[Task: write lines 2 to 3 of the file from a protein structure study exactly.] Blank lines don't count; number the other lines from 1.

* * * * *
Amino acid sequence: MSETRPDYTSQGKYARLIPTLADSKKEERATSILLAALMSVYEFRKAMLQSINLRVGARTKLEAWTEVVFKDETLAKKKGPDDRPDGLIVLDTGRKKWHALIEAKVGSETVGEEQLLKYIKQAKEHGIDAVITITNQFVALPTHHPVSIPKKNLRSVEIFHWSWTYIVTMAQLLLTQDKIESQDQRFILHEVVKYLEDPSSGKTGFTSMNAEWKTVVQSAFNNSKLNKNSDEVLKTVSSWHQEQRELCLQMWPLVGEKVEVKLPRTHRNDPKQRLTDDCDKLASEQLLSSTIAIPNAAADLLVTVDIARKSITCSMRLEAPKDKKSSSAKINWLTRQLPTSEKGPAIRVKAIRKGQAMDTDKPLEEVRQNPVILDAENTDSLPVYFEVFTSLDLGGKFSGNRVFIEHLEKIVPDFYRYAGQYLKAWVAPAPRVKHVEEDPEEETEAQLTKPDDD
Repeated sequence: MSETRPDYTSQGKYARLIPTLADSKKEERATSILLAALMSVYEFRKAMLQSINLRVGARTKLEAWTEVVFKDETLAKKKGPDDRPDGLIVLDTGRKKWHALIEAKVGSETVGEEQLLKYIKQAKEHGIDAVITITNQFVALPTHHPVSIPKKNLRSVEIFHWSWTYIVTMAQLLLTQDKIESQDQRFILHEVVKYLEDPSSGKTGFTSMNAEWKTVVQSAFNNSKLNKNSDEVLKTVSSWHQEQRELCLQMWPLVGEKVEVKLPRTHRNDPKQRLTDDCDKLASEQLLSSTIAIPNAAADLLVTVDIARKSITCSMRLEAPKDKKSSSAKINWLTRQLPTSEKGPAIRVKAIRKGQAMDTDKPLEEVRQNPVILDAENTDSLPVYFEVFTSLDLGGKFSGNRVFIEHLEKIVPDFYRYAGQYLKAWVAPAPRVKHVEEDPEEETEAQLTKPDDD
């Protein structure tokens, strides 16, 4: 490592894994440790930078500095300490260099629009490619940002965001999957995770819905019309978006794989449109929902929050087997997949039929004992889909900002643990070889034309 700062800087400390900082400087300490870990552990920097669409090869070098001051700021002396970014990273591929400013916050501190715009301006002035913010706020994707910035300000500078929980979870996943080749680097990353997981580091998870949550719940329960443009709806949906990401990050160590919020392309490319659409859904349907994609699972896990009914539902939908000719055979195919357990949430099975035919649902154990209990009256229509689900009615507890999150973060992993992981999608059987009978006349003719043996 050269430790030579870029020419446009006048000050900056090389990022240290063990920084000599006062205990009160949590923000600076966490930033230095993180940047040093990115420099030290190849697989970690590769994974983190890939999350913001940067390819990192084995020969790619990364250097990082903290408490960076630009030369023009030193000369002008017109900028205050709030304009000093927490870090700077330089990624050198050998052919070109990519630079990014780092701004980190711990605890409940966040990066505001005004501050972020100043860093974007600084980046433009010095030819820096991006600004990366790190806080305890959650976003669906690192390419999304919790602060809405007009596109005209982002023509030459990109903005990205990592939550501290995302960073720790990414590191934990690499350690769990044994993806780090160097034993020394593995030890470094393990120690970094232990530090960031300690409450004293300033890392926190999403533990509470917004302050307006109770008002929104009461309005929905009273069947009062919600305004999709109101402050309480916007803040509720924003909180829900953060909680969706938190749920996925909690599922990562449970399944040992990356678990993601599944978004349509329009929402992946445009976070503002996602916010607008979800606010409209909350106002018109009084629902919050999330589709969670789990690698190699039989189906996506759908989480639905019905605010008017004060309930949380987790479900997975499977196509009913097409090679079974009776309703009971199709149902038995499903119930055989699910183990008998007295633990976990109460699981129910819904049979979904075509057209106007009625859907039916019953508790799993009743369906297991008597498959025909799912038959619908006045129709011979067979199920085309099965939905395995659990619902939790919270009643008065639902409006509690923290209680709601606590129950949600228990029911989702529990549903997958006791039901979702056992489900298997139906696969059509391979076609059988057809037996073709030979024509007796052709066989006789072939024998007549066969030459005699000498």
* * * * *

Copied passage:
Repeated sequence: MSETRPDYTSQGKYARLIPTLADSKKEERATSILLAALMSVYEFRKAMLQSINLRVGARTKLEAWTEVVFKDETLAKKKGPDDRPDGLIVLDTGRKKWHALIEAKVGSETVGEEQLLKYIKQAKEHGIDAVITITNQFVALPTHHPVSIPKKNLRSVEIFHWSWTYIVTMAQLLLTQDKIESQDQRFILHEVVKYLEDPSSGKTGFTSMNAEWKTVVQSAFNNSKLNKNSDEVLKTVSSWHQEQRELCLQMWPLVGEKVEVKLPRTHRNDPKQRLTDDCDKLASEQLLSSTIAIPNAAADLLVTVDIARKSITCSMRLEAPKDKKSSSAKINWLTRQLPTSEKGPAIRVKAIRKGQAMDTDKPLEEVRQNPVILDAENTDSLPVYFEVFTSLDLGGKFSGNRVFIEHLEKIVPDFYRYAGQYLKAWVAPAPRVKHVEEDPEEETEAQLTKPDDD
């Protein structure tokens, strides 16, 4: 490592894994440790930078500095300490260099629009490619940002965001999957995770819905019309978006794989449109929902929050087997997949039929004992889909900002643990070889034309 700062800087400390900082400087300490870990552990920097669409090869070098001051700021002396970014990273591929400013916050501190715009301006002035913010706020994707910035300000500078929980979870996943080749680097990353997981580091998870949550719940329960443009709806949906990401990050160590919020392309490319659409859904349907994609699972896990009914539902939908000719055979195919357990949430099975035919649902154990209990009256229509689900009615507890999150973060992993992981999608059987009978006349003719043996 050269430790030579870029020419446009006048000050900056090389990022240290063990920084000599006062205990009160949590923000600076966490930033230095993180940047040093990115420099030290190849697989970690590769994974983190890939999350913001940067390819990192084995020969790619990364250097990082903290408490960076630009030369023009030193000369002008017109900028205050709030304009000093927490870090700077330089990624050198050998052919070109990519630079990014780092701004980190711990605890409940966040990066505001005004501050972020100043860093974007600084980046433009010095030819820096991006600004990366790190806080305890959650976003669906690192390419999304919790602060809405007009596109005209982002023509030459990109903005990205990592939550501290995302960073720790990414590191934990690499350690769990044994993806780090160097034993020394593995030890470094393990120690970094232990530090960031300690409450004293300033890392926190999403533990509470917004302050307006109770008002929104009461309005929905009273069947009062919600305004999709109101402050309480916007803040509720924003909180829900953060909680969706938190749920996925909690599922990562449970399944040992990356678990993601599944978004349509329009929402992946445009976070503002996602916010607008979800606010409209909350106002018109009084629902919050999330589709969670789990690698190699039989189906996506759908989480639905019905605010008017004060309930949380987790479900997975499977196509009913097409090679079974009776309703009971199709149902038995499903119930055989699910183990008998007295633990976990109460699981129910819904049979979904075509057209106007009625859907039916019953508790799993009743369906297991008597498959025909799912038959619908006045129709011979067979199920085309099965939905395995659990619902939790919270009643008065639902409006509690923290209680709601606590129950949600228990029911989702529990549903997958006791039901979702056992489900298997139906696969059509391979076609059988057809037996073709030979024509007796052709066989006789072939024998007549066969030459005699000498």